This is going to be a very short post. I believe the drive for simplifying life can be explained by the stress of exceeding certain capacities.

  1. First, the individual human brain can handle certain levels of complexity. Much like with IQ which strongly correlates with the ability to simultaneously being able to juggle things in short term memory—the average person can handle 7, smart people around 9, slow ones, about 5—there has to be some inherent ability to handle complexity. Before anyone get their hair in a knot, all I’m saying is that different people have different tolerances for complexity.
  2. When it comes to complexity, we interface with the world with specific organizing principles. This typically allows us to handle more complexity by abstracting some of the details. A very easy example. Consider a closet. It is a container, which can organize clothes in stacks. All you need to remember now is: (closet, stack). and you can conveniently forget about where each specific item of clothing is located. In other words, we have certain tools at our disposals. If you have better tools, you can handle more complexity.

Now going back to the closet, if you overfill it, the organization breaks down. This immediately requires more brain power (1). If there is no such reserve, the limit has been exceeded and this causes stress. To avoid the stress, complexity must be reduced.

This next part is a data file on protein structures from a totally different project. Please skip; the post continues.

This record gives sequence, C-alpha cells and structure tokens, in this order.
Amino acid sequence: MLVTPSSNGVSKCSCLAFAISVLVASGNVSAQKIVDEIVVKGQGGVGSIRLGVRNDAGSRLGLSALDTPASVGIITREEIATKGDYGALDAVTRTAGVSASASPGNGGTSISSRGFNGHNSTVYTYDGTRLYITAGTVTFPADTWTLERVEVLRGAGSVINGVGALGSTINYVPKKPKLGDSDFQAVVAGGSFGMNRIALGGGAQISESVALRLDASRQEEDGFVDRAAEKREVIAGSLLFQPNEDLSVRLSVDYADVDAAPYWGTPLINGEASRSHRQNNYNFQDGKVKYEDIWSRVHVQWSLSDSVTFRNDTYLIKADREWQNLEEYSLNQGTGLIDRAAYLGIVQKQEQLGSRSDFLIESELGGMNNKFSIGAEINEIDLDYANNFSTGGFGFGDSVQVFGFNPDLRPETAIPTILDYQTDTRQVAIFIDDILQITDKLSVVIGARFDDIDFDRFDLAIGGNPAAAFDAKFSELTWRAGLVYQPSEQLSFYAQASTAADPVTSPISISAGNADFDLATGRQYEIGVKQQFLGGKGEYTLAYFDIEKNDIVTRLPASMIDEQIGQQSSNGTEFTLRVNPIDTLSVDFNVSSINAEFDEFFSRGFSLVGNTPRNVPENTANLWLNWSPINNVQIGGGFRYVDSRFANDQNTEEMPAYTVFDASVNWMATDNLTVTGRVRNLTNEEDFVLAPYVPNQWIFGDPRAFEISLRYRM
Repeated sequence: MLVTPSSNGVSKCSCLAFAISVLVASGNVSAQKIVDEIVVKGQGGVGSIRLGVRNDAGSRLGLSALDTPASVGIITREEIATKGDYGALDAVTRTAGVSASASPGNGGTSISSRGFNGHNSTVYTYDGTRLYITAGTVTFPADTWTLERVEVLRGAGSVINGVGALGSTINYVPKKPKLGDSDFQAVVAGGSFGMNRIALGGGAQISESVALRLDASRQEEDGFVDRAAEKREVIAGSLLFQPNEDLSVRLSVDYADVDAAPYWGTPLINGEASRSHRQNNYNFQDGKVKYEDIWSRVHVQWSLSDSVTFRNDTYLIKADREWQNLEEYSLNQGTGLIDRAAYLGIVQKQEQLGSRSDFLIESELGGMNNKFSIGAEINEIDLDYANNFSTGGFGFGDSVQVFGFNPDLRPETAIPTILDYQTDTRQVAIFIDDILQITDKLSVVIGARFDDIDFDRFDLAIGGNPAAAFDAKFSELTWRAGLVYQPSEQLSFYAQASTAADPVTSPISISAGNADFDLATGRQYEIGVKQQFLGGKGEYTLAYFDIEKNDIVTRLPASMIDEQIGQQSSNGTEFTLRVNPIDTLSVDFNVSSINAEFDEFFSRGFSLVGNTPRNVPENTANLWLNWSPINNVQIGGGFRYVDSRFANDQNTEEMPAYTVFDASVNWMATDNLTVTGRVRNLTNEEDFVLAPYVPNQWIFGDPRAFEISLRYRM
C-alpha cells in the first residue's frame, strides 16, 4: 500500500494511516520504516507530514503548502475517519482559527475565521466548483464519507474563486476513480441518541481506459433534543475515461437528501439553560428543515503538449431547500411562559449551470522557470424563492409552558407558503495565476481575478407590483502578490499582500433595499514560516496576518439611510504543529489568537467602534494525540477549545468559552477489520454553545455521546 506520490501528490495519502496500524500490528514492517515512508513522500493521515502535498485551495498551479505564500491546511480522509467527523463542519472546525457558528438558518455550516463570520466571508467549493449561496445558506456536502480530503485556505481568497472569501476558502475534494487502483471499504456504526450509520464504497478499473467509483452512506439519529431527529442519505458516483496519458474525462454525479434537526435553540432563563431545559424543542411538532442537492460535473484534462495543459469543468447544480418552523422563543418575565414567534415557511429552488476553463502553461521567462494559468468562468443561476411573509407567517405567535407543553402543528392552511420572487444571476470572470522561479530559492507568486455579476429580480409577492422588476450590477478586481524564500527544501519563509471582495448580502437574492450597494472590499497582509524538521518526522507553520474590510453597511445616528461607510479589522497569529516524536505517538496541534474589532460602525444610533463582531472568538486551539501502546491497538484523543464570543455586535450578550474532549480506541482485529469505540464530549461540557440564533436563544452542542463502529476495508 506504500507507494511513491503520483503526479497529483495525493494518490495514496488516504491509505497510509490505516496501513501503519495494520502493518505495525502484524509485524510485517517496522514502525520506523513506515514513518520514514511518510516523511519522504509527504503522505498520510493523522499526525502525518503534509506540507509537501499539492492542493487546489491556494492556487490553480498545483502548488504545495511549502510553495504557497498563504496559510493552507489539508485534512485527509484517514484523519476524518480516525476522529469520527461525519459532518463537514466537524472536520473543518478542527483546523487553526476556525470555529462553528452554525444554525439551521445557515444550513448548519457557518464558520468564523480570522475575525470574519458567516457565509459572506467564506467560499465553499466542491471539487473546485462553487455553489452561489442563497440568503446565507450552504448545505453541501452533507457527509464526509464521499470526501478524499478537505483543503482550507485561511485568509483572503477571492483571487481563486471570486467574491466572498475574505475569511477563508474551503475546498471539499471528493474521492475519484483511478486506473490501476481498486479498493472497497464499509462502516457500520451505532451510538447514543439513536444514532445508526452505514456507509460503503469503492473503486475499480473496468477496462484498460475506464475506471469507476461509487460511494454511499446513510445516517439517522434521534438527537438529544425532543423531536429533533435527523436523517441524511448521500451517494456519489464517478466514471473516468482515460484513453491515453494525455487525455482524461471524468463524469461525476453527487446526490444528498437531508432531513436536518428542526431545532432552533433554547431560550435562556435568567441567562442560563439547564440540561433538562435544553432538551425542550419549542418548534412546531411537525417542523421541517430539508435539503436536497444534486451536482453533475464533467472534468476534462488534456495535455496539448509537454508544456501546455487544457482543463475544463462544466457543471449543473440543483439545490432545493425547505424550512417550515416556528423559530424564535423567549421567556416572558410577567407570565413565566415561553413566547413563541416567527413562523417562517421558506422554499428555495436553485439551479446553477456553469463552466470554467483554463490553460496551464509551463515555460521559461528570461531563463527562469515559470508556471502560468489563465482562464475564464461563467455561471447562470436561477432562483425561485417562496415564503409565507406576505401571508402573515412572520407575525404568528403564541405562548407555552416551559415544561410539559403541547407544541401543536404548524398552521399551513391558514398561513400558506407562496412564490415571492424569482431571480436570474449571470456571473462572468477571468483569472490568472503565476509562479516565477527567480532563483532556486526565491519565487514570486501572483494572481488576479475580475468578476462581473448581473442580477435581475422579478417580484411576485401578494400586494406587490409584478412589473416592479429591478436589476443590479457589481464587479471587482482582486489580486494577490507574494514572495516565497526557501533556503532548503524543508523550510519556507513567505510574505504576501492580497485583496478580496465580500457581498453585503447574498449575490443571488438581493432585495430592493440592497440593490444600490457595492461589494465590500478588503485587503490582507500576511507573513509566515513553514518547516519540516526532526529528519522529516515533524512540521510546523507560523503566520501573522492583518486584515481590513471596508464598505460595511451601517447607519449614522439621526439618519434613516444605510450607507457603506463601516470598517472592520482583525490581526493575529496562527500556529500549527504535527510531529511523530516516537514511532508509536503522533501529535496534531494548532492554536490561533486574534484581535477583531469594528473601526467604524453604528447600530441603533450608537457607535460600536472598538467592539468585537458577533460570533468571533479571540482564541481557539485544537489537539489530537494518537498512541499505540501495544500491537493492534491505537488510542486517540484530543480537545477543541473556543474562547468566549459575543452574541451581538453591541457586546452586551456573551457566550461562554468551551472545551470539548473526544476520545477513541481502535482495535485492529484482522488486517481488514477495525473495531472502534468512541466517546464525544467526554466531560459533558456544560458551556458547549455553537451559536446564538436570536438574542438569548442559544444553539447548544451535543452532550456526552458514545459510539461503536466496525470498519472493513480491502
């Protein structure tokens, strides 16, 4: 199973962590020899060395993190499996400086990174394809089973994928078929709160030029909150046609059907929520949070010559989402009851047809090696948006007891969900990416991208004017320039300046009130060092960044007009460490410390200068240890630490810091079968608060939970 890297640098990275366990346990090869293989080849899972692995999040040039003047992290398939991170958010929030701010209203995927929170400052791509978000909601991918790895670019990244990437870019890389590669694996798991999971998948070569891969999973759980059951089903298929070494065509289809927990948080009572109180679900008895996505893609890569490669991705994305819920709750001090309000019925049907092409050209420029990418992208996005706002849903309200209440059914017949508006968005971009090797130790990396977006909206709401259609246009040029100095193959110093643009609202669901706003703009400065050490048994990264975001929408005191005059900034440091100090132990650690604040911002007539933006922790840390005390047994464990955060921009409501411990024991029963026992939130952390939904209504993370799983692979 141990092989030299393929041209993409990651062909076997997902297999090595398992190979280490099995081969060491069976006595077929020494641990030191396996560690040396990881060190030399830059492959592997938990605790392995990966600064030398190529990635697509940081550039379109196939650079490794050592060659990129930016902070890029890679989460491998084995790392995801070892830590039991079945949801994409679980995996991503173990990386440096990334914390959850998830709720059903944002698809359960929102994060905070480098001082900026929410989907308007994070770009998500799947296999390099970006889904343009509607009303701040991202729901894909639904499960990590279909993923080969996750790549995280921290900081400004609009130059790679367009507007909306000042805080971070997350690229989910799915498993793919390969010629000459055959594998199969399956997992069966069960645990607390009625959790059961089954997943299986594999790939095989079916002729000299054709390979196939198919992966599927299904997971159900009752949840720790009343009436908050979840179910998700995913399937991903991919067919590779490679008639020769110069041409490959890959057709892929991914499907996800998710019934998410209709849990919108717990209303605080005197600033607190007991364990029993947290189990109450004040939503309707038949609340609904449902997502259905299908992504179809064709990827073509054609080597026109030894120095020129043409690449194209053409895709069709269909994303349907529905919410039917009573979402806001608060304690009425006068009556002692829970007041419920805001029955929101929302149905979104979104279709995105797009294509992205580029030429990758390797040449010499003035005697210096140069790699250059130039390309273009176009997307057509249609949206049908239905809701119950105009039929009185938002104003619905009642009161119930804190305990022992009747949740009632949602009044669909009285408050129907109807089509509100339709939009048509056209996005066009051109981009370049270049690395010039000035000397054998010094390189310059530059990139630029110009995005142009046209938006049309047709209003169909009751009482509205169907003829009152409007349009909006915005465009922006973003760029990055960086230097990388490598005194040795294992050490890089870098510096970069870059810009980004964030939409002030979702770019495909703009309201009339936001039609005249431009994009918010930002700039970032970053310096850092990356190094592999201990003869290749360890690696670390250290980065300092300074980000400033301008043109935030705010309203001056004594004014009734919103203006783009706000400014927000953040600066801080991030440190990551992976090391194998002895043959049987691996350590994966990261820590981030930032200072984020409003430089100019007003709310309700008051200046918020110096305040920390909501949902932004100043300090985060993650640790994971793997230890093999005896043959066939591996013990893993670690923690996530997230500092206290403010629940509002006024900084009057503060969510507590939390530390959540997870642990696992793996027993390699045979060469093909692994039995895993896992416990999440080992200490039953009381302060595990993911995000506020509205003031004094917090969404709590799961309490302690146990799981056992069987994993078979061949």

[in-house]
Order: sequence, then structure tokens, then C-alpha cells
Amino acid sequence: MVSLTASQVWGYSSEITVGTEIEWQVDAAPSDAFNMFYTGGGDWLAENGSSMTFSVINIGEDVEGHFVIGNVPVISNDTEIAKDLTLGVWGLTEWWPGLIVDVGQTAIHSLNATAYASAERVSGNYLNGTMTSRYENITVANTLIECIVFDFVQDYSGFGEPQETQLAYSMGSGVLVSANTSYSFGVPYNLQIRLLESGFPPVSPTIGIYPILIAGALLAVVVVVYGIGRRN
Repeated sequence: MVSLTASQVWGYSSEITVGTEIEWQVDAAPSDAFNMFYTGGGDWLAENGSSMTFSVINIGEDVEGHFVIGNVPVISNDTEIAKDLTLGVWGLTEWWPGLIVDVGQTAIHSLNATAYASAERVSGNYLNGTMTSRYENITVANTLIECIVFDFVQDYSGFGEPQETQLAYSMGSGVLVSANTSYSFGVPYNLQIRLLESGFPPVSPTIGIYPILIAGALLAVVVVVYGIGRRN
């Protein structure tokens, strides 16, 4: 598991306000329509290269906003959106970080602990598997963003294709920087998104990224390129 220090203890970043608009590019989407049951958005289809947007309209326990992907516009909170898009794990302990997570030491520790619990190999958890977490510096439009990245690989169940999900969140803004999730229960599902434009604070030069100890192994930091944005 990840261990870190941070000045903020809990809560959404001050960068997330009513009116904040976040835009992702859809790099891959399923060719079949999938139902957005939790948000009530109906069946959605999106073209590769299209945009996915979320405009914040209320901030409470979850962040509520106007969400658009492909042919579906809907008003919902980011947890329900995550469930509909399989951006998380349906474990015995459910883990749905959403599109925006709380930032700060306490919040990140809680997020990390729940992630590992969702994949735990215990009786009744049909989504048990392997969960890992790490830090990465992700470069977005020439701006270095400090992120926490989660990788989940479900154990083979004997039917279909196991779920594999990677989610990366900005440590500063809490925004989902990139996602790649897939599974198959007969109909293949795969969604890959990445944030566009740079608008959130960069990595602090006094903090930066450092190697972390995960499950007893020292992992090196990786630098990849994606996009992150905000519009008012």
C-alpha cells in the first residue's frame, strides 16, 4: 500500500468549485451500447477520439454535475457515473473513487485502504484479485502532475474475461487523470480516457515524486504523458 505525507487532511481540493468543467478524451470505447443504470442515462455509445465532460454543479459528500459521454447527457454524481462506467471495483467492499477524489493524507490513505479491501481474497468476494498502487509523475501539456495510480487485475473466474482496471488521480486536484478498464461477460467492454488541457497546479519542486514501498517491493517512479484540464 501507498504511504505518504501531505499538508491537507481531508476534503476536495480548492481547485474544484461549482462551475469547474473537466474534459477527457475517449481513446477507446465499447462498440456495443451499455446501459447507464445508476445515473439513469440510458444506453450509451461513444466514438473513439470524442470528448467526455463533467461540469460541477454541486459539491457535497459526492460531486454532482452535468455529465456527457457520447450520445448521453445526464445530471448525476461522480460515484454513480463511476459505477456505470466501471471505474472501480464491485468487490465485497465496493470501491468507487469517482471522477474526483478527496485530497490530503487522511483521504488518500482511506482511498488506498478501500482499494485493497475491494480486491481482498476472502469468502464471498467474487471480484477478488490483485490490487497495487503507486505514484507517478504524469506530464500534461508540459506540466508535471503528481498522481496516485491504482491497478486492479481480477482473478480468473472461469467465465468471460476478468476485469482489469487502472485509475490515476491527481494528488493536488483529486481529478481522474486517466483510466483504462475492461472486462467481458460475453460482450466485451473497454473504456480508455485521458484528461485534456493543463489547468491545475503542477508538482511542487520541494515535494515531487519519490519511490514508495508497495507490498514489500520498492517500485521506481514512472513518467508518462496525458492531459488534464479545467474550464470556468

Now, seeing that it is nigh impossible to become more “intelligent”, there are two ways to do this.

  1. Reduce the number of items in the system. — This is the trivial solution and the main drive for downsizing and “simplicity”.
  2. Increase the organizing methods. I do not know what this is called, because few seem to be doing it(*). This is a drive for controlled complexity. I believe it is superior to downsizing.

(*) Those methods, however, are described in chapter 5 of my book which will come out at some point, one way or the other, much as it is not moving much currently.

Additional updates: I am currently at 80000 words 95% of which is entirely new content (this corresponds to about 200 average posts). This particular book will NOT be a collection of blog posts or collection of items in general. It is heavily integrated, which makes it much harder to write, and complete, which means much more thinking (also hard) on my part, unlike my blog which is all over the place, full of holes, and written according to what the muses tell me. In general, I spend about 30-45 minutes on a blog post. Writing the book is about 4 times slower.

Originally posted 2009-07-31 01:47:07.